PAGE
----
Sainsbury’s has reformulated its beef mince to reduce fat content by 244 tonnes a year and changed the labels on its entire mince range to make it easier for shoppers to understand how much fat different products contain.
The retailer has switched to using leaner cuts for its eight beef mince lines – a move it said would save the equivalent of two billion calories a year from its shoppers’ baskets. “In line with our pre-existing commitment to reduce fat in our own-brand products, in April 2014 we reformulated our minced beef to remove 244 tonnes of fat annually,” a spokeswoman added.
At the same time, Sainsbury’s has changed the labelling across all of its mince products – including pork, lamb and turkey – to better flag up how much fat they contain. Packs now state if the product contains 5, 10, 15 or 20% fat, having previously been labelled more generically as ‘lean’ or ‘extra lean’ mince, for example.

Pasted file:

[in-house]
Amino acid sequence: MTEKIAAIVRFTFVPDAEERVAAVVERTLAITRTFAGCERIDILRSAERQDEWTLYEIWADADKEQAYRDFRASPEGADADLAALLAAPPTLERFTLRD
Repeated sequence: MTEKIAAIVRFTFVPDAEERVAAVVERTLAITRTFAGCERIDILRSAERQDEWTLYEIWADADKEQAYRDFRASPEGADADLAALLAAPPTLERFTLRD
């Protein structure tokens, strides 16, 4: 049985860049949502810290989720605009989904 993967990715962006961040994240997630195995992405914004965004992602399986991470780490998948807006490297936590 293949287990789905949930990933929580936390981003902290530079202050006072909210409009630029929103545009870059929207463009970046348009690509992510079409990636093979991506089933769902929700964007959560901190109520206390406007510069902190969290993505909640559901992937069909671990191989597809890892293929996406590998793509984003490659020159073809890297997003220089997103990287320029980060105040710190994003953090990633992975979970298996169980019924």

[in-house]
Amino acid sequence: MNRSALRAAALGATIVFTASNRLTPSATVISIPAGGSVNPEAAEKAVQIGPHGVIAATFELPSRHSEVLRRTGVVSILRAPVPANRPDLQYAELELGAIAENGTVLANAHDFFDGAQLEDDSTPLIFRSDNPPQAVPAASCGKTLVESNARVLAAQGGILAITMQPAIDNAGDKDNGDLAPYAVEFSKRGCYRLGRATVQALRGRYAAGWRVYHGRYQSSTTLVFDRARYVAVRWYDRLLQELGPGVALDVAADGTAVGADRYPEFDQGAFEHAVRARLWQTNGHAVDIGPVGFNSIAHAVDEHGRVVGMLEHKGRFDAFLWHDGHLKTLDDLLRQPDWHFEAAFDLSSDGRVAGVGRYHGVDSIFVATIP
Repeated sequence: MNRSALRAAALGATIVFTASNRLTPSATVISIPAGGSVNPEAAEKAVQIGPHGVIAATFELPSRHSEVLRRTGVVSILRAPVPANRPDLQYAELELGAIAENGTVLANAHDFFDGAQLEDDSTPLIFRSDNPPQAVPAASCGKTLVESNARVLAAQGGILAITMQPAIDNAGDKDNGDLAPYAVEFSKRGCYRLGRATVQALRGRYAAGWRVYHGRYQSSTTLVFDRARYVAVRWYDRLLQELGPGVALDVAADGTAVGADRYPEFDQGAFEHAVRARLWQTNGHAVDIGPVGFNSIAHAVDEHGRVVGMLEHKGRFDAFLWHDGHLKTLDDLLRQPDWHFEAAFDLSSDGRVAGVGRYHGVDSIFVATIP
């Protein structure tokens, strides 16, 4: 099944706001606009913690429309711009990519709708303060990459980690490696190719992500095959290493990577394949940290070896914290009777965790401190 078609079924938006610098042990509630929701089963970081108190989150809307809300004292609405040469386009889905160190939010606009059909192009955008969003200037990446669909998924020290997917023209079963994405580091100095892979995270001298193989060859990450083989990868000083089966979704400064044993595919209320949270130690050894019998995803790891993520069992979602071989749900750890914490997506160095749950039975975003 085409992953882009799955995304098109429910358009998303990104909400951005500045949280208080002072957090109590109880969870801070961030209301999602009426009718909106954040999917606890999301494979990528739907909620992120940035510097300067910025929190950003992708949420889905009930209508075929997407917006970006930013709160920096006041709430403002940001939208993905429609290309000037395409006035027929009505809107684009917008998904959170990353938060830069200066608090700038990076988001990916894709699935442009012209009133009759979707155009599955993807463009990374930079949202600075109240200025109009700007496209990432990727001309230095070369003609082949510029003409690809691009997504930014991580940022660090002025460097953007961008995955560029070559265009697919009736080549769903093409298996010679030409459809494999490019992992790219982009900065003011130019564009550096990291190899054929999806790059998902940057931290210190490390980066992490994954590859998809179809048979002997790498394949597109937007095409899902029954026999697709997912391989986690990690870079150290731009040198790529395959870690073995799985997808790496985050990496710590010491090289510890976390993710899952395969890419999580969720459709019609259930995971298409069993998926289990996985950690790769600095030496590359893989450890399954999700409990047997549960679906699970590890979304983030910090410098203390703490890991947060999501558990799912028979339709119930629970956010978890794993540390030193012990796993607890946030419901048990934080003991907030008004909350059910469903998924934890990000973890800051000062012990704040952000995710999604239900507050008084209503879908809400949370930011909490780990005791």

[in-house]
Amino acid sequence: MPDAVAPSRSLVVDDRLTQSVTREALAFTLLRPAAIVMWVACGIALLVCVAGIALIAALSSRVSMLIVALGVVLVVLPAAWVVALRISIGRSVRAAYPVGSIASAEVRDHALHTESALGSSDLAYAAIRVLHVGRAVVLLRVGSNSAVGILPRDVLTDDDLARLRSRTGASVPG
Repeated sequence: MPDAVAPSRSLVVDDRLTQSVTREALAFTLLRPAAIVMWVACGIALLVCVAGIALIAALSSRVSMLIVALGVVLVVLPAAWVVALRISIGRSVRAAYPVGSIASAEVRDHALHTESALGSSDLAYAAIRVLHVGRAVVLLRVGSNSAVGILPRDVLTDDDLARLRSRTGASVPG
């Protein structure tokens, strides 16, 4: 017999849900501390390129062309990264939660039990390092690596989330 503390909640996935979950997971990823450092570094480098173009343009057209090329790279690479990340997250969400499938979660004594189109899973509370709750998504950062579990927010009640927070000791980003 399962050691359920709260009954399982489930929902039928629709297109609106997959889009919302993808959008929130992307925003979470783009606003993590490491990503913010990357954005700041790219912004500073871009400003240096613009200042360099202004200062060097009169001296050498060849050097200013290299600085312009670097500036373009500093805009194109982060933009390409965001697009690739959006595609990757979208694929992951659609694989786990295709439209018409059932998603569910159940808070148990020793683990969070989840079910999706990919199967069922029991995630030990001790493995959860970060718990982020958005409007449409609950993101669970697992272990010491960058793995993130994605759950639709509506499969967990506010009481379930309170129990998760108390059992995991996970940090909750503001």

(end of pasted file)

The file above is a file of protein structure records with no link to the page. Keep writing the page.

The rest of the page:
“Sainsbury’s has always championed simple, clear on-pack labelling, and helping customers differentiate these products makes it easier for them to shop,” the spokeswoman said.
Whereas the beef mince range had been reformulated to contain less fat, the pork, lamb and turkey mince lines had stayed the same despite the label changes, she added. “For the majority, we have simply stated the fat content that has always been present.”
Sainsbury’s is flagging up the changes to its mince range with on-shelf barkers in store (pictured), advising shoppers “5% fat beef mince is ideal for customers used to buying extra lean beef mince”. It is also displaying similar notices in the meat, fish and poultry section of its website.
As part of its 20x20 corporate social responsibility plan, Sainsbury’s has pledged: “we’ll continue to reduce salt, saturated fat, fat and sugar in our own-brand products between now and 2020 and we will lead on providing clear nutritional information, enabling our customers to make informed choices”.